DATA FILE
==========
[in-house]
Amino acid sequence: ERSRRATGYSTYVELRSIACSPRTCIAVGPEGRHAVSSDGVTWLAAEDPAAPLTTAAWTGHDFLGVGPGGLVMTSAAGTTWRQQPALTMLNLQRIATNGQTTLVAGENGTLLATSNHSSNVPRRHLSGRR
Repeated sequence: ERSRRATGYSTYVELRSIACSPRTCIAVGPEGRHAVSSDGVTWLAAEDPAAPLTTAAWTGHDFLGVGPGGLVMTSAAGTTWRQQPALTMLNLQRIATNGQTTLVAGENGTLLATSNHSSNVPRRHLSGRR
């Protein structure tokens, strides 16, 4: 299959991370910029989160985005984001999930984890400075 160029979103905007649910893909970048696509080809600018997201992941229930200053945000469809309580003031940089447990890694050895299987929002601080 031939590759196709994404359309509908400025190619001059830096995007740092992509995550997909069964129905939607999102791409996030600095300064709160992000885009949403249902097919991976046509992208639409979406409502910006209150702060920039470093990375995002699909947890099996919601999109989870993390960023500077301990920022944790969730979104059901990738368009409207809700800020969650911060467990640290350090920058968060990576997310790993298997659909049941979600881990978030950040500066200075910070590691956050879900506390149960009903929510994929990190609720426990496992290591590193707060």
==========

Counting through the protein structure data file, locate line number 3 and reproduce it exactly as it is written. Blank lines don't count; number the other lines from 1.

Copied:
Repeated sequence: ERSRRATGYSTYVELRSIACSPRTCIAVGPEGRHAVSSDGVTWLAAEDPAAPLTTAAWTGHDFLGVGPGGLVMTSAAGTTWRQQPALTMLNLQRIATNGQTTLVAGENGTLLATSNHSSNVPRRHLSGRR